The extent of sea ice in summer Antarctica reached a record minimum on February 8 of this year. The previous low of February 24 last year was thus undercut several weeks before the end of the summer melting period. At that time, according to the Alfred Wegener Institute (AWI), a sea ice extent of 2.27 million square kilometers was recorded on the southern ocean around Antarctica. The melting period is expected to last into the second half of February.
According to the AWI, which worked together with researchers from the University of Bremen in its analysis, the sea ice cover in the Antarctic was at a historically low level throughout January. It was therefore the eighth year in a row that the mean sea ice cover in the Southern Ocean in January was below the long-term trend.
"The rapid decrease in sea ice over the past six years is very astonishing because the ice cover had hardly changed in the previous 35 years," explained AWI sea ice physicist Christian Haas. "It is unclear whether this is the beginning of a rapid end to summer sea ice in Antarctica, or whether it is just a new phase of reduced but still stable summer sea ice coverage," he added.
It's summer in the southern hemisphere right now. Around the Antarctic, the sea ice then melts completely in some regions. In winter, new sea ice forms quickly due to the extreme cold, until it reaches a maximum extent of around 18 to 20 million square kilometers.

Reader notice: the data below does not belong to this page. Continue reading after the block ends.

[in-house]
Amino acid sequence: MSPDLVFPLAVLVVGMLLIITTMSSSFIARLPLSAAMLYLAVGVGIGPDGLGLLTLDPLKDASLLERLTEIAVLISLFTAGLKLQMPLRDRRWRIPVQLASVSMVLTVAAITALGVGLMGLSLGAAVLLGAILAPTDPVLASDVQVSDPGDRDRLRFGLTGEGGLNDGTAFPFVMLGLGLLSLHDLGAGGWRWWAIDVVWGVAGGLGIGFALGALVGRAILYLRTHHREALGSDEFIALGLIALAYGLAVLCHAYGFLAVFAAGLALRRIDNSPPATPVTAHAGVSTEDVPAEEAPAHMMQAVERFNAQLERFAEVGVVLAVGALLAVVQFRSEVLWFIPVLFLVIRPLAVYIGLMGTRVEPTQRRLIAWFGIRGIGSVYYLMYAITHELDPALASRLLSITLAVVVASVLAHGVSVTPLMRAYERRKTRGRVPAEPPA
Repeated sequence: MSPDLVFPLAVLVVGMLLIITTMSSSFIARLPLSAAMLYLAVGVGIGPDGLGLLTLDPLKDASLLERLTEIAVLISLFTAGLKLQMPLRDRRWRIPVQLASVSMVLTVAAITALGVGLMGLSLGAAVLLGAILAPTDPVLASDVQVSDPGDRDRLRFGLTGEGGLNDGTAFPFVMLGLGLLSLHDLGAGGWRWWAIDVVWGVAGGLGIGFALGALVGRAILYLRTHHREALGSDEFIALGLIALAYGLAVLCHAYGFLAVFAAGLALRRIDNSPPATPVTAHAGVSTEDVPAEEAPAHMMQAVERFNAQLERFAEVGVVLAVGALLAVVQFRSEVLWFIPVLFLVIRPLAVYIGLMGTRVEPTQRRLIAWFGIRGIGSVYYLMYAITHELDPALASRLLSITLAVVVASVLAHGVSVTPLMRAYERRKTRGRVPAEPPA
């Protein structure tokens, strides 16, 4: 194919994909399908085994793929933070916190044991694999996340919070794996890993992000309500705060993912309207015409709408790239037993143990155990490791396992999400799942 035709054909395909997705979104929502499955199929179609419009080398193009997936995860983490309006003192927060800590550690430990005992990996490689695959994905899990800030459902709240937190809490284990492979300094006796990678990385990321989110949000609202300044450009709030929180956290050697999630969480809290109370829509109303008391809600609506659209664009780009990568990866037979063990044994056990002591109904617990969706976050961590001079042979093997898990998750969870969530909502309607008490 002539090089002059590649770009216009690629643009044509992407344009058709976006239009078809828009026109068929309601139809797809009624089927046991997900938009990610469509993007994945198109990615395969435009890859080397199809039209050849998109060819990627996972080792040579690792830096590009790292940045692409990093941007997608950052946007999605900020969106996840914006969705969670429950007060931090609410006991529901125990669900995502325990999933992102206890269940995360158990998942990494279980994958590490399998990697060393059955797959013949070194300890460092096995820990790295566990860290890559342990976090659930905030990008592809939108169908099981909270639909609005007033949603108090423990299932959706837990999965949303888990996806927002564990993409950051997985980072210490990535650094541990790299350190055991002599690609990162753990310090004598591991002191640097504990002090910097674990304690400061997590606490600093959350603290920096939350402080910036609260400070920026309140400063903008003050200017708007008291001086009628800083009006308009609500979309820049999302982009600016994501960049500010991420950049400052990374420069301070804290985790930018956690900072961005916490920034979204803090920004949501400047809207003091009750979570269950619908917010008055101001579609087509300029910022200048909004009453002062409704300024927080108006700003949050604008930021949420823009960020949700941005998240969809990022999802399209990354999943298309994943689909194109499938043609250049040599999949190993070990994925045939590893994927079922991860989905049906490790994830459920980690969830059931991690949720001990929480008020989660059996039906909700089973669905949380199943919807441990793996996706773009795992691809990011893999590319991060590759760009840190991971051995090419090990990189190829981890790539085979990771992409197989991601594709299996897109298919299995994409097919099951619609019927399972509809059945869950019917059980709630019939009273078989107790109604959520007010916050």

One possible reason for the strong current melt is unusually warm air temperatures in parts of Antarctica. However, complex interactions between air pressure, wind circulation and ocean currents also played a role. This also affects the ice retreat.
Franziska Saalmann from the environmental organization Greenpeace explains in this context: "The new record low shows us that the climate crisis is escalating - Antarctica seems far away, but the effects affect us all." It is a scandal that new fossil projects are still being planned worldwide.
Comparable seasonal changes in sea ice cover also occur in the seas around the Arctic. According to the AWI, however, the natural seasonal fluctuations are much more pronounced in the Antarctic. Changes in sea ice cover do not affect global sea level because the ice is already floating in the water. This is different with mainland ice. When that melts, additional water enters the oceans.
Sources: Greenpeace, AWI, DPA, AFP